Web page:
Ascension Texas has been encouraging Central Texans to use its online telemedicine program, which doesn’t require insurance. Download the app at ascension.org/onlinecare, and use the code HOME for a discounted $20 visit.


Dr. Johnny Franco of A More Beautiful You has been encouraging his patients to use telemedicine, which he has used for years, for initial visits as well as follow-up visits.


If a patient has something that needs to be done in person, such as removing drains or sutures, his office is allowing them to check into the office and then wait in their cars rather than the waiting room. Staff will text them when it’s time to go back to the treatment room.


Franco says they are trying to limit the number of people in the office at one time from 50 people on a typical day before the pandemic to 10 people or fewer now.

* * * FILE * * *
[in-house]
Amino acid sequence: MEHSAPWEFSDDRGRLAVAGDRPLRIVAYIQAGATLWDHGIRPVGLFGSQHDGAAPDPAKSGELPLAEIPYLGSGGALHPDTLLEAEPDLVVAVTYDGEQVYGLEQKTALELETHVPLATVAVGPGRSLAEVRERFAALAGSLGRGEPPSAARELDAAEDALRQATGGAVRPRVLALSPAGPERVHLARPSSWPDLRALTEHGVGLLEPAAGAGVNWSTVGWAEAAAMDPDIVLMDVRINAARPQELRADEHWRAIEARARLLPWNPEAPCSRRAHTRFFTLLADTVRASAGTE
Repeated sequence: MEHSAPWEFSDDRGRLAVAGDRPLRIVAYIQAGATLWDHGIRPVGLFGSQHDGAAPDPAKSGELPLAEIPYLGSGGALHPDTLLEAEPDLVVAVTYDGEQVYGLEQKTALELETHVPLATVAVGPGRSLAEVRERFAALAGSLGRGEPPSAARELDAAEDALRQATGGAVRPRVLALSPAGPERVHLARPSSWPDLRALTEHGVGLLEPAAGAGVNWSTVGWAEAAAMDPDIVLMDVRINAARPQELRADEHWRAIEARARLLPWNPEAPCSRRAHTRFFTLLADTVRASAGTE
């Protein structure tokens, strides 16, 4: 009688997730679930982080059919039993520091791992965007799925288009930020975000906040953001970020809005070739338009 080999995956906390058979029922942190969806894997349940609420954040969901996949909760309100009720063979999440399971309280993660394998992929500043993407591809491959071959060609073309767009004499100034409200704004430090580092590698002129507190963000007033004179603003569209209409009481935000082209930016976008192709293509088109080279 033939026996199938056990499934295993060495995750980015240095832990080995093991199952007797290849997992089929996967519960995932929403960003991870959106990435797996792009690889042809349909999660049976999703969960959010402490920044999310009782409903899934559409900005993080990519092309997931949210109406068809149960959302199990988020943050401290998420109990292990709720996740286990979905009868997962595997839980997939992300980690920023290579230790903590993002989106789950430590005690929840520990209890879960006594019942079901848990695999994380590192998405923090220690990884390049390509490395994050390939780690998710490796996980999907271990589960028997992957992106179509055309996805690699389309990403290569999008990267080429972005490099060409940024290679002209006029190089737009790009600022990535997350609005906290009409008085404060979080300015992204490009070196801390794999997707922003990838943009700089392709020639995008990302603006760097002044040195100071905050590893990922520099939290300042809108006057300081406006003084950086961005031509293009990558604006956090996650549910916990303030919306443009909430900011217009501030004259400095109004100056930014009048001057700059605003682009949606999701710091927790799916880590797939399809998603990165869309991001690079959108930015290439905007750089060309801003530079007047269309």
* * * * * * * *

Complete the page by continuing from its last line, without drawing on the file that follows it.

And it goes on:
"We can’t just shut down like Nordstroms or something like that," Franco says. "Care needs to continue in some form or fashion."


In the office, they continue to clean rooms and all the bedding and garments between patients, and they’ve also become more aware of cleaning screens — such as the iPads they use.


And, of course, there’s no more handshaking, only elbow bumping.


He has had several doctors’ offices contact him about how he conducts telemedicine because of the coronovirus.


"It’s the wave of the future," he says. "We’ve been forced into action a lot faster right now."


He sees this as a way to expand care to more people who might not have access to it right now.


The Austin school district also has sent out messages to its students about how they can get access to telemedicine through its partner Virtual Care for Kids.


At Thriveworks Counseling, therapists have moved to teleconference or telephone sessions for all clients who want it. Some of clinicians are now offering sessions only remotely, says Debbie Roberson, owner of Thriveworks’ North Austin, Bastrop, Pflugerville, Cedar Park and South Austin locations.


Austin Regional Clinic has some limited video consultation capabilities, though it is trying to increase that option. It will call patients in advance if their visit is one that can be done by telemedicine.